As soon as the project was dropped, Jonze went back to doing what he’d been doing all along: making quick, cheap, whimsical music videos on his own terms, without any studio kibitzers meddling with his ideas. Again and again, Jonze reinvented the form, inserting the members of Weezer into old “Happy Days” footage, hiring child actors to act out a Notorious B.I.G. song, creating a Busby Berkeley-style musical dance number for Bjork.
Click for full Bjork "It's Oh So Quiet" Music Video
Weezer "Buddy Holly" Music Video
Notorious B.I.G. "Sky's The Limit" Music Video
“Being John Malkovich” opened in September 1999 to glowing reviews. It was a big year for Jonze. In addition to “Being John Malkovich,” he appeard alongside George Clooney and Ice Cube in “Three Kings.”
He won three MTV Video Music Awards, including best director, for Fatboy Slim’s “Praise You,” a strange and hilarious six-minute fake documentary Jonze shot with a cheap handheld camera outside a movie theater in Westwood.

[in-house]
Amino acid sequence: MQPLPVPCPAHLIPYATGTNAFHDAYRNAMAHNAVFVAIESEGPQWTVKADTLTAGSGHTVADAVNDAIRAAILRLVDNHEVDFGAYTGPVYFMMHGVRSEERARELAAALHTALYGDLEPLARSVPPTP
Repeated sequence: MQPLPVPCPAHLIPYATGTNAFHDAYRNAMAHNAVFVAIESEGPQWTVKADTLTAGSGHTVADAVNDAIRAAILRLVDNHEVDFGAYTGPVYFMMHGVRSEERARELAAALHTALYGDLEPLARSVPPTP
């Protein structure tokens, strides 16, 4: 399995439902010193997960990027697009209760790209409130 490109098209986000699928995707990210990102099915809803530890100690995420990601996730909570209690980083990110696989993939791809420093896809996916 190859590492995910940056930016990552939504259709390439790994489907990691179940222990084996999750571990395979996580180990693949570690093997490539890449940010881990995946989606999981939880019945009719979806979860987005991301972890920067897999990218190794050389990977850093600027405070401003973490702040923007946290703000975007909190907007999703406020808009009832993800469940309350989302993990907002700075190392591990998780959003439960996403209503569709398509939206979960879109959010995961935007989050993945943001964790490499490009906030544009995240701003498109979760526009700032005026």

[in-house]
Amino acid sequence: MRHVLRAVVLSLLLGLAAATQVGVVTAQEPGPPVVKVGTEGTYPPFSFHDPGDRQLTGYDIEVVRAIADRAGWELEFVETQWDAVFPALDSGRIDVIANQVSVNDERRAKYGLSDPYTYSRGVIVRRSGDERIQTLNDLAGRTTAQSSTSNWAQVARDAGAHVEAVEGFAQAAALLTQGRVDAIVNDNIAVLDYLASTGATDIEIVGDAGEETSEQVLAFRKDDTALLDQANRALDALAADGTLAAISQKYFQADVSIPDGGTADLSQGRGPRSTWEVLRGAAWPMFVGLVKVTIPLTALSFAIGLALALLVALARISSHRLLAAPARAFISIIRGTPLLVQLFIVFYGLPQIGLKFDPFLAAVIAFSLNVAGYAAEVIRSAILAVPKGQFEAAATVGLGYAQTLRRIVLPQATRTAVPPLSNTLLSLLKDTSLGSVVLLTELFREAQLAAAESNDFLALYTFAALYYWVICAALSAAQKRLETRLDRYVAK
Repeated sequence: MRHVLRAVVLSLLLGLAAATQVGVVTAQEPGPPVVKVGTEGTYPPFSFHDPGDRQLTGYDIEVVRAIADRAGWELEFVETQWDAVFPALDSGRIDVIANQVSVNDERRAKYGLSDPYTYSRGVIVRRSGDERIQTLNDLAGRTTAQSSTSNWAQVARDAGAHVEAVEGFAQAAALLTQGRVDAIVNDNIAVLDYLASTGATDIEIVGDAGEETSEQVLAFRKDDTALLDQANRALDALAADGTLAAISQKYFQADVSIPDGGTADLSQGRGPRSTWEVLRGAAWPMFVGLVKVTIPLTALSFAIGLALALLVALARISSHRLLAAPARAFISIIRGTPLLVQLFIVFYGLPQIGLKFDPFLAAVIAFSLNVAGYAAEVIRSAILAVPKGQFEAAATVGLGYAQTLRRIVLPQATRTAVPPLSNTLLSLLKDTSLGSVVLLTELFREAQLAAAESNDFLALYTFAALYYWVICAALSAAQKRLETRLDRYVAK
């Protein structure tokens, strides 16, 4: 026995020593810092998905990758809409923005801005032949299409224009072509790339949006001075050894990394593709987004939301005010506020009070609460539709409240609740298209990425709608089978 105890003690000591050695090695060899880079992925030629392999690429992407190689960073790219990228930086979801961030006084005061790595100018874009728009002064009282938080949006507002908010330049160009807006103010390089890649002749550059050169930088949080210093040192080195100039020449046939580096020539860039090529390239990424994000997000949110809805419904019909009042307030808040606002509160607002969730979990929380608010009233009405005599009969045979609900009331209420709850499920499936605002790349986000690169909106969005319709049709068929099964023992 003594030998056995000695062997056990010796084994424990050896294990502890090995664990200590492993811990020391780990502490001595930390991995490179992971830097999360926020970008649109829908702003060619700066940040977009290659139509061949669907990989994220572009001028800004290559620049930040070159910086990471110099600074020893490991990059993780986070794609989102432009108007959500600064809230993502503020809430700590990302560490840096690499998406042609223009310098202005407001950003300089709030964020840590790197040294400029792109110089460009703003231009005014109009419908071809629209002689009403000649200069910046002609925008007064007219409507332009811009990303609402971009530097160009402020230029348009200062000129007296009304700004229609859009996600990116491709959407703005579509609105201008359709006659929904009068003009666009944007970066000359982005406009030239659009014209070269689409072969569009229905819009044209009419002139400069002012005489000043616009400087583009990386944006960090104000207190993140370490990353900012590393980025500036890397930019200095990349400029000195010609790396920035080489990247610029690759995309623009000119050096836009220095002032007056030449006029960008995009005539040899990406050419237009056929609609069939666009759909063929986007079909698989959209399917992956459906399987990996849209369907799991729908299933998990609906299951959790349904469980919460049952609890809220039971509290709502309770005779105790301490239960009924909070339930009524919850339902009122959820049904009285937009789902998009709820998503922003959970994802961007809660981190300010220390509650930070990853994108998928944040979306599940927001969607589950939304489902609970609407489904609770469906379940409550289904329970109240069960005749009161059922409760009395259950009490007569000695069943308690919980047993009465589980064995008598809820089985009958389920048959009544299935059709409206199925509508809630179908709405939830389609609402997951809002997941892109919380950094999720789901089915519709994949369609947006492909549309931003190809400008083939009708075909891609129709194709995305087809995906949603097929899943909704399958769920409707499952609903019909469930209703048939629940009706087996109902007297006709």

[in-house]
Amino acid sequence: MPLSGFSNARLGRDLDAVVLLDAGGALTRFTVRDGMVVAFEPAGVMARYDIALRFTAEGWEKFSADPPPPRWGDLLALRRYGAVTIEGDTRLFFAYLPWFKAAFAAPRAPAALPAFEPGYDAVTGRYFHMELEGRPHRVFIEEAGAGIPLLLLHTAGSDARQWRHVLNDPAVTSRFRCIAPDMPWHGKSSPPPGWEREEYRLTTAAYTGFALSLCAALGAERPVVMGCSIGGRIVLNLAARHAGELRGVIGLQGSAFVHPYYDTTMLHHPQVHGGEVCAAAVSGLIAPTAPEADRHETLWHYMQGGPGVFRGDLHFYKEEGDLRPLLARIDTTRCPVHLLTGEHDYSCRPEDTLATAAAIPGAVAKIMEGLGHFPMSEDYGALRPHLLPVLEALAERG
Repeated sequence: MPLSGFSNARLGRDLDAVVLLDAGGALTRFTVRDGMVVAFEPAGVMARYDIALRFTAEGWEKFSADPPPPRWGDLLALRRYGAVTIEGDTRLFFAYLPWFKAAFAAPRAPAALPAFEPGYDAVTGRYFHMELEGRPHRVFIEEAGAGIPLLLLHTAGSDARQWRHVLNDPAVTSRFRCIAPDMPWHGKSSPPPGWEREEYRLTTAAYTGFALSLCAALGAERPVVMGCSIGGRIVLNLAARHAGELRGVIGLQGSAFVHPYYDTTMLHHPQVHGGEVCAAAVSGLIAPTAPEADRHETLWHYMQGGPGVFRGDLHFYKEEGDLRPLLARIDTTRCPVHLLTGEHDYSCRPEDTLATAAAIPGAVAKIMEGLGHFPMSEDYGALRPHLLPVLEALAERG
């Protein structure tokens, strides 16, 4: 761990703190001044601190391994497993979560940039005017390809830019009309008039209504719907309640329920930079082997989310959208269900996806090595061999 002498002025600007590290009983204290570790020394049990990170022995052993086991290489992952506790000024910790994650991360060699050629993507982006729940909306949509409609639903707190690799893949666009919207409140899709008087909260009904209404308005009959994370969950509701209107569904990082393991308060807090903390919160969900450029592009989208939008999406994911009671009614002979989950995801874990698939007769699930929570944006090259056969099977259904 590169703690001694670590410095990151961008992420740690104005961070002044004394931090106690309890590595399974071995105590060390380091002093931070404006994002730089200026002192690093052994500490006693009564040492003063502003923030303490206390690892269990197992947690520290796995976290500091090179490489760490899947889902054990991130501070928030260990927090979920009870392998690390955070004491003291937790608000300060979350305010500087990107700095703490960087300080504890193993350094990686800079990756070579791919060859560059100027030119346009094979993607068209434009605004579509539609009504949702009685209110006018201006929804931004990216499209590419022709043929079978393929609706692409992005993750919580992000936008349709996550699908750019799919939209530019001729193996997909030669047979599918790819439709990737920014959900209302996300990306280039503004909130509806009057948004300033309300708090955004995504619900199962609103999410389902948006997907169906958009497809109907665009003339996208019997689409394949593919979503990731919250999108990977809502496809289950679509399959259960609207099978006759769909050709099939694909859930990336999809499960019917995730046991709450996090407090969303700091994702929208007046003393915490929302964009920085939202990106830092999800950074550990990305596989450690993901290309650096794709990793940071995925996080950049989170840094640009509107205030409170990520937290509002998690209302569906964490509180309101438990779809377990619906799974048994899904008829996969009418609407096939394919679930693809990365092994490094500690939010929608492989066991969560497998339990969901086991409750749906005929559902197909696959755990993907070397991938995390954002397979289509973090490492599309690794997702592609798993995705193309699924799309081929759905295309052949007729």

In July 2006, less than six weeks before the start of shooting, the Henson-built monster suits arrived at the Melbourne soundstage where Jonze and his crew had set up their offices. “They were beautiful,” Landay recalled. Then the actors climbed inside and began moving around. Right away, Jonze told me, he could see that the heads were absurdly heavy. Only one of the actors appeared able to walk in a straight line. A few of them called out from within their costumes that they felt like they were going to tip over. Jonze and Landay had no choice but to tell the Henson people to tear apart the 50-pound heads and remove the remote-controlled mechanical eyeballs. This meant that all the facial expressions would have to be generated in post-production, using computers.